Europe facing record year for wildfire destruction: EU

Europe's blistering summer may not be over yet, but 2022 is already breaking records, with nearly 660,000 hectares ravaged since January, according to the EU's satellite monitoring service.

Firefighters douse smouldering rubbles in a burnt house in spain
Firefighters douse smouldering rubbles in a burnt house after a wildfire in the Valle del Arlanza, near Burgos in Spain on July 25, 2022. (Photo by CESAR MANSO / AFP)

And while countries on the Mediterranean have normally been the main seats of fires in Europe, this year, other countries are also suffering heavily.

Fires this year have forced people to flee their homes, destroyed buildings and burned forests in EU countries, including Austria, Croatia, France, Greece, Italy, Portugal and Spain.

Some 659,541 hectares (1.6 million acres) have been destroyed so far, data from the European Forest Fire Information System (EFFIS) showed, setting a record at this point in the year since data collection began in 2006.

Europe has suffered a series of heatwaves, forest fires and historic drought that experts say are being driven by human-induced climate change.

They warn more frequent and longer heatwaves are on the way.

The worst-affected country has been Spain, where fire has destroyed 244,924 hectares, according to EFFIS data.

The EFFIS uses satellite data from the EU’s Copernicus Atmosphere Monitoring Service (CAMS).

READ ALSO: EXPLAINED: How the climate crisis is hitting Europe hard

The data comes after CAMS said Friday that 2022 was a record year for wildfire activity in southwestern Europe and warned that a large proportion of western Europe was now in “extreme fire danger”.

“2022 is already a record year, just below 2017,” EFFIS coordinator Jesus San-Miguel said. In 2017, 420,913 hectares had burned by August 13, rising to 988,087 hectares by the end of the year.

“The situation in terms of drought and extremely high temperatures has affected all of Europe this year and the overall situation in the region is worrying, while we are still in the middle of the fire season,” he said.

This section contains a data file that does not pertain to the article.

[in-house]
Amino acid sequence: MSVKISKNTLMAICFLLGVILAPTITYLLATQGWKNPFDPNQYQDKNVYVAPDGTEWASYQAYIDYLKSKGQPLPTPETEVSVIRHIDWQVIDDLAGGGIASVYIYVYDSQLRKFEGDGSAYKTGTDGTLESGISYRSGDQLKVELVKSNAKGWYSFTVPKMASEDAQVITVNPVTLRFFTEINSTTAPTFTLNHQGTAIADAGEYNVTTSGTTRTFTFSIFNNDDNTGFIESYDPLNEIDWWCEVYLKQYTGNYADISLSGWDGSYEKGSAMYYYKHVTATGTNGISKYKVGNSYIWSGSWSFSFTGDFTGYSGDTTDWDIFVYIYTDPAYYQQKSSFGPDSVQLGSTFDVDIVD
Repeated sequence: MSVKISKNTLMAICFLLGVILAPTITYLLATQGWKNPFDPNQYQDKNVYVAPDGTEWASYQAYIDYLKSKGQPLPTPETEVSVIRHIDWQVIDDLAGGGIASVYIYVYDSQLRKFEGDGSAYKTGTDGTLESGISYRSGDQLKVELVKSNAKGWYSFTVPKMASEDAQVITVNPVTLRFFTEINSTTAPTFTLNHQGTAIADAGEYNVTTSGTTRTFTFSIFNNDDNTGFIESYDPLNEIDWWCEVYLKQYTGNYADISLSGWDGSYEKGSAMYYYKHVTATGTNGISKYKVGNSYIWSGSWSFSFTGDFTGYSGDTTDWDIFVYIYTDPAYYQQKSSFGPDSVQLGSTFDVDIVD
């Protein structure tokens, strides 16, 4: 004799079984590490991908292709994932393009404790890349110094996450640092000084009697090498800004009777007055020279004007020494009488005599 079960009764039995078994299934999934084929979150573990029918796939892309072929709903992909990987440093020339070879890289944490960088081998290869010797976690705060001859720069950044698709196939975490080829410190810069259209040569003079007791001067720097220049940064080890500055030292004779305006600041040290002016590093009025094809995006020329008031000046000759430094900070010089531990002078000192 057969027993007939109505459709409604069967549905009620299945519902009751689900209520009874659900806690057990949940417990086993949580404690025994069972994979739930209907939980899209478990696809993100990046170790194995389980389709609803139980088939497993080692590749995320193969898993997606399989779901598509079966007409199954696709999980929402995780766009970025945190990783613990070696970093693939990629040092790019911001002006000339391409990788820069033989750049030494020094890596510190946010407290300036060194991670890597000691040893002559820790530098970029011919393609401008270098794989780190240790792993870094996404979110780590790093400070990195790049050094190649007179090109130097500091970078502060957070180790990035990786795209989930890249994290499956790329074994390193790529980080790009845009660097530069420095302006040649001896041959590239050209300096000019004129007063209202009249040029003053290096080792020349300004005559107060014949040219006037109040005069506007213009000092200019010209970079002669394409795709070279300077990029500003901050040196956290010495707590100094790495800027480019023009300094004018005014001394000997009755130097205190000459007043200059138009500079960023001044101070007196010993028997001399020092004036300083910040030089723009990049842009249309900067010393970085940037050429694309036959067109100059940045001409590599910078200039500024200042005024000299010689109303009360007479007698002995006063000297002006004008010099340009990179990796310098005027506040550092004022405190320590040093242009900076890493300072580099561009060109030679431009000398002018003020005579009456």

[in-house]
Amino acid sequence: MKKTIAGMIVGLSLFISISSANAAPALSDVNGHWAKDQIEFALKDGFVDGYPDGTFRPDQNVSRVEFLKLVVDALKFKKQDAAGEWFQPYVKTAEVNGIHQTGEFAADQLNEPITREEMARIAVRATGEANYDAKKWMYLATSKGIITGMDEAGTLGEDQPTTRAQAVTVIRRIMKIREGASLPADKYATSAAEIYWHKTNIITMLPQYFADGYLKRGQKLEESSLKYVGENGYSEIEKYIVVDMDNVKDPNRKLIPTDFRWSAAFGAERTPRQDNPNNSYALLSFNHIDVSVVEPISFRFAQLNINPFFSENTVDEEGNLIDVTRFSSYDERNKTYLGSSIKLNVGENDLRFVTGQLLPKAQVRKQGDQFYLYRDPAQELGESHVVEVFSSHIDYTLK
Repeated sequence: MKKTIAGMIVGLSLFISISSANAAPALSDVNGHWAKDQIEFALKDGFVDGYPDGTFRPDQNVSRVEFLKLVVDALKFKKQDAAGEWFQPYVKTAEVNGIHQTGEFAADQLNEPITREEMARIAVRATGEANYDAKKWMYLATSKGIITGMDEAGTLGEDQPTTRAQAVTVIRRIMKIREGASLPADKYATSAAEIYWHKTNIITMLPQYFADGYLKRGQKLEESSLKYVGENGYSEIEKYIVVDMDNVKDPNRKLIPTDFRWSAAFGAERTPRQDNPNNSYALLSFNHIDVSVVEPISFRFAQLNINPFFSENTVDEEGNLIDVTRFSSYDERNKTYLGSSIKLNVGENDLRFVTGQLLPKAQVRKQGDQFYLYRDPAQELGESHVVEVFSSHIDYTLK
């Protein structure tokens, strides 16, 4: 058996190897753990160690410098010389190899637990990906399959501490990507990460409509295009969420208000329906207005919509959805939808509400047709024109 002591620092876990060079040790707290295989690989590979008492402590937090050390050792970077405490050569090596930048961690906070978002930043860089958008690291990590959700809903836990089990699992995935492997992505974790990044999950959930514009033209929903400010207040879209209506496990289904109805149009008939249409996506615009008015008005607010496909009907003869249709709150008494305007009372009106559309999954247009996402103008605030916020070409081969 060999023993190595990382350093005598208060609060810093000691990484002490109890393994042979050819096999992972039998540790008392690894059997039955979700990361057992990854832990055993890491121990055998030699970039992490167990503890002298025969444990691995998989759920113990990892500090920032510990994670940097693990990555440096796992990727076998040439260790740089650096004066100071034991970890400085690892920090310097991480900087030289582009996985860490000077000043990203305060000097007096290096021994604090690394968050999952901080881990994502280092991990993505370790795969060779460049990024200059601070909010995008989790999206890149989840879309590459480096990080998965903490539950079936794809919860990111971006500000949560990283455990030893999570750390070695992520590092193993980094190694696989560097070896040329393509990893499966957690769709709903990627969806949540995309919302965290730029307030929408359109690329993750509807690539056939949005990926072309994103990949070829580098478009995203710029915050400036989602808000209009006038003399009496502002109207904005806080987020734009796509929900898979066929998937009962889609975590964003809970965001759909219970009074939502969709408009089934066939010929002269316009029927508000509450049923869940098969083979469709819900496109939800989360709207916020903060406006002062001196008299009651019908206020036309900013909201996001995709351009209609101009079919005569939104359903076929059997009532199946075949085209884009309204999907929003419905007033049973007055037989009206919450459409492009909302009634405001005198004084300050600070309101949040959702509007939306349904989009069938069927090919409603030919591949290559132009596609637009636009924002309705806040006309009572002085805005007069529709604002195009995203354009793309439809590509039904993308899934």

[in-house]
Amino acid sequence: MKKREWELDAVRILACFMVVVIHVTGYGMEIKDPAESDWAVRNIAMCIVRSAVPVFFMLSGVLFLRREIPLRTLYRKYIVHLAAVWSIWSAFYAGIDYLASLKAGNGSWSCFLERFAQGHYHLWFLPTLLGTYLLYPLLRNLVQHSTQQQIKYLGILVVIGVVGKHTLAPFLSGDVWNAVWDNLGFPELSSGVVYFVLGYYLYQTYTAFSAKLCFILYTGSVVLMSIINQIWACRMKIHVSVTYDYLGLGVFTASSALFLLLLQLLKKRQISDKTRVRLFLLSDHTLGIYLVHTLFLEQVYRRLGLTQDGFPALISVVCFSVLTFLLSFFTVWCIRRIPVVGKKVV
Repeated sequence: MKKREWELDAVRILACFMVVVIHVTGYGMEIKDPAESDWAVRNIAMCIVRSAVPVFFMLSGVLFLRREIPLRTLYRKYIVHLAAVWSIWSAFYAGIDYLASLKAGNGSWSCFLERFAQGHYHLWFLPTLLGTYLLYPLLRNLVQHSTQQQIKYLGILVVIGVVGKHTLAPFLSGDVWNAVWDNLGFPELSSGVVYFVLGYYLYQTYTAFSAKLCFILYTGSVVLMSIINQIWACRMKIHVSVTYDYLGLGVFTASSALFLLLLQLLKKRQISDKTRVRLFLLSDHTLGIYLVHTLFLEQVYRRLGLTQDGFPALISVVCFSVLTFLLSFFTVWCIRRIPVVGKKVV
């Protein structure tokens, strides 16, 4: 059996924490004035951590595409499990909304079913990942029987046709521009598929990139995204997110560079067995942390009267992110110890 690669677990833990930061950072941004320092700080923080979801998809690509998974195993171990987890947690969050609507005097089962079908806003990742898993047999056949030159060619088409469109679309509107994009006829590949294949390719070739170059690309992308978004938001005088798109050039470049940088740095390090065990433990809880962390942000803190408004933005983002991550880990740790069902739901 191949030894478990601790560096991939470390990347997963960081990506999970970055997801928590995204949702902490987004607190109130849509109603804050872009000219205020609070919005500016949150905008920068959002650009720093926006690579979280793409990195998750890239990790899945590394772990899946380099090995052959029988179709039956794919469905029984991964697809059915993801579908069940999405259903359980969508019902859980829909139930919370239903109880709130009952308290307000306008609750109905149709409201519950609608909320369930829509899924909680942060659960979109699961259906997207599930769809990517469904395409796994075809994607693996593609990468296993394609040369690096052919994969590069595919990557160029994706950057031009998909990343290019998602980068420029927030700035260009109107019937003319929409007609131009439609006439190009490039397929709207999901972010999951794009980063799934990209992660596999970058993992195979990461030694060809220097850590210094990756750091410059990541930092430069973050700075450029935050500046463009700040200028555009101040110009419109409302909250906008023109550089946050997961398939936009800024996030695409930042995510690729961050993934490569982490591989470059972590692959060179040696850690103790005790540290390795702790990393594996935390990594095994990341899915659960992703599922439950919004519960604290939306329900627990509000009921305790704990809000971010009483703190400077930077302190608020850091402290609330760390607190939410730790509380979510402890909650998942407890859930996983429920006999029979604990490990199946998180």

Since 2010, there had been a trend towards more fires in central and northern Europe, with fires in countries that “normally do not experience fires in their territory”, he added.

“The overall fire season in the EU is really driven mainly by countries in the Mediterranean region, except in years like this one, in which fires also happen in central and northern regions,” he added.


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Danish dairy giant wants to reward climate-friendly producers

Arla, Denmark’s largest dairy company and a major exporter, wants to reward farmers for low emissions under a new climate policy.

Danish dairy giant wants to reward climate-friendly producers

The company could spend 3.7 billion kroner per year rewarding its most climate-efficient suppliers, media Finans reports.

The measure is one of a number Arla plans to take to reduce its CO2 emissions and would make it the first dairy company in the world to implement a climate plan of this nature, according to Finans.

The plan would give the company several commercial opportunities, its CEO Peder Tuborgh told the media.

Milk will become more expensive for consumers in future but demand for sustainable products will increase, according to Tuborgh.

“This plan ensures that we fulfil our goal of reducing emissions of greenhouse gases from farms and by a further 30 percent by 2030. But the plan also provides a lot of commercial opportunities for Arla and makes financial sense for our shareholders,” he said.

Under the proposal, cash rewards would be given to milk farmers as part of a point system. The most sustainable producers would score up to 100 points, which would give them up to 30 øre (0.3 kroner) more in payment per litre of milk.

Milk producers are positive about the plan according to Kjartan Poulsen, head of the national milk producers’ union, Landsforeningen af Danske Mælkeproducenter.

But it will not work unless consumers must be willing to pay more for milk, Poulsen warned.

“This must not end up as a plan that just moves a lot of money around between farms. A precondition for all of this is that customers want to pay what these efforts cost. Otherwise it won’t last for long,” he said.

The plan was scheduled to be presented by Arla on Friday. The Danish dairy firm is owned by over 9,000 Danish and foreign milk producers.